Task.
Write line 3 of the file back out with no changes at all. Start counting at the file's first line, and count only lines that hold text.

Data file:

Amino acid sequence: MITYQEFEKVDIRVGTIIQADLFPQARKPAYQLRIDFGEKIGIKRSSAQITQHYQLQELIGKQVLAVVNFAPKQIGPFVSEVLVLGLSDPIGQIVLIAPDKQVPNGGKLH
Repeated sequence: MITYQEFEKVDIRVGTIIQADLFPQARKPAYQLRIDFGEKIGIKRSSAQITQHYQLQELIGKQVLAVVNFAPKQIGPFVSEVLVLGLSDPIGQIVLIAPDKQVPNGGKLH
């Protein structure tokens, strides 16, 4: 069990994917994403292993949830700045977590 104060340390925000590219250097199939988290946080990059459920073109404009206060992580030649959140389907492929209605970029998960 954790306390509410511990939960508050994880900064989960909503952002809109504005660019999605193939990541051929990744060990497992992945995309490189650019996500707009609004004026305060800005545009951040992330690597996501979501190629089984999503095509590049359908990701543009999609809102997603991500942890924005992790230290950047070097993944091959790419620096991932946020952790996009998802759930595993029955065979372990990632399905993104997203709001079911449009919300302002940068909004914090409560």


């Protein structure tokens, strides 16, 4: 069990994917994403292993949830700045977590 104060340390925000590219250097199939988290946080990059459920073109404009206060992580030649959140389907492929209605970029998960 954790306390509410511990939960508050994880900064989960909503952002809109504005660019999605193939990541051929990744060990497992992945995309490189650019996500707009609004004026305060800005545009951040992330690597996501979501190629089984999503095509590049359908990701543009999609809102997603991500942890924005992790230290950047070097993944091959790419620096991932946020952790996009998802759930595993029955065979372990990632399905993104997203709001079911449009919300302002940068909004914090409560």